> and arresting drug smugglers) due to increasing oil prices, the Coast Guard
    > is spending $11,550 an hour to help the Makah Indian Tribe of Washington
    > resurrect a tradition. Ironically, Coast Guard spokesman John ODell has
    > remarked, If it is not a life-threatening situation, we have to ask how
    > much involvement from the Coast Guard there should be. Apparently the
    > rules change if the Clinton-Gore administration wants something.
    > In Neah Bay, Wash., the federal government has doled out almost $5 million
    > to help the Makah Indian Tribe resurrect the tradition of hunting gray
    > whales. But the Makah hunt is not a tradition at all. Unlike 21st century
    > Makah, earlier Makah did not wear Nikes and Adidas and use automatic rifles
    > on their hunts. The early tribesmen certainly did not get government
    > funding for their hunting. Their sense of pride came from having conducted
    > the hunt themselves.
    > The current situation no doubt has the Makahs ancestors rolling in their
    > burial mounds. The federal government spent $200,000 just to obtain
    > permission for the hunt from the International Whaling Commission (IWC).
    > Uncle Sam also spent $735,000 to show members of the tribe how to kill and
    > eat their prey. And then there are the Coast Guard escorts who watched the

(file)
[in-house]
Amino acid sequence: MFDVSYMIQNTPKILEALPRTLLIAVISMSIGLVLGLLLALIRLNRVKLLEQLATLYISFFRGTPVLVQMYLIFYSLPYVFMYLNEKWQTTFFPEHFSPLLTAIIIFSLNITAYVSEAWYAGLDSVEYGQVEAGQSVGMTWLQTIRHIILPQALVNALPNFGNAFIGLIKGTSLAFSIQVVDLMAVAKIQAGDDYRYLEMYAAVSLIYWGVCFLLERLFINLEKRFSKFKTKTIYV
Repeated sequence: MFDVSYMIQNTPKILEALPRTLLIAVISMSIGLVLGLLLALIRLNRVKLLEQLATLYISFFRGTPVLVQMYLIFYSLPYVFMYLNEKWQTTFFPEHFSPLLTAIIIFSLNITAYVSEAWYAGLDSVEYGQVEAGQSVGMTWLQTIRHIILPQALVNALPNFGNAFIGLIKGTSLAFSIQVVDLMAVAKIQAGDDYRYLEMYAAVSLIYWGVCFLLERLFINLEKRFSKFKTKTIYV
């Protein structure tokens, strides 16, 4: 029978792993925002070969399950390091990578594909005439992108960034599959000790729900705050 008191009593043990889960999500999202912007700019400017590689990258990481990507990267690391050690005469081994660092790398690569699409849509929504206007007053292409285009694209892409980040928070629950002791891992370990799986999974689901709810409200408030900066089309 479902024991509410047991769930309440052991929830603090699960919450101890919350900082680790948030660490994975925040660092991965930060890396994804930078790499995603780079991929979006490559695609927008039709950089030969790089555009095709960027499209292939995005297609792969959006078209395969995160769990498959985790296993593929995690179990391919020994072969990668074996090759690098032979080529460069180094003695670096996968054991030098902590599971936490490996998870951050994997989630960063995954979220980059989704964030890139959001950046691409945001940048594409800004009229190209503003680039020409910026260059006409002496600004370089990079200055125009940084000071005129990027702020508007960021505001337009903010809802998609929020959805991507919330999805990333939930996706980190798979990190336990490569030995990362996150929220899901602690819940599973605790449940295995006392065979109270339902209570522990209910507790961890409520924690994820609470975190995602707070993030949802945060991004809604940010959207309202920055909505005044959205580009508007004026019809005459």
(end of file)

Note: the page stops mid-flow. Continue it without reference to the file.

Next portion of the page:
> hunters do cannonballs off the sides of their canoe for three hours. All
    > in order to restore a sense of culture in the tribes children.
    > After the gray whale was taken off the Endangered Species List in 1994, the
    > Makah requested the governments assistance in resurrecting their
    > tradition. The tribe made their appeal under an 1855 treaty in which the
    > U.S. government agreed not to interfere with Makah tradition. So far, no
    > one has stopped to consider whether a federal handout is, by its very
    > definition, government interference and a violation of the 145-year-old
    > pact.
    > Further, the Makah accepted the wampum despite the fact that the tribe had
    > voluntarily given up whaling early in the 20th century and, in the 1970s, a
    > tribal council decided against resurrecting the whaling tradition. Many of
    > the tribes elders (including one woman who was fired from her job after she
    > spoke out against whaling) still believe the hunt is unnecessary.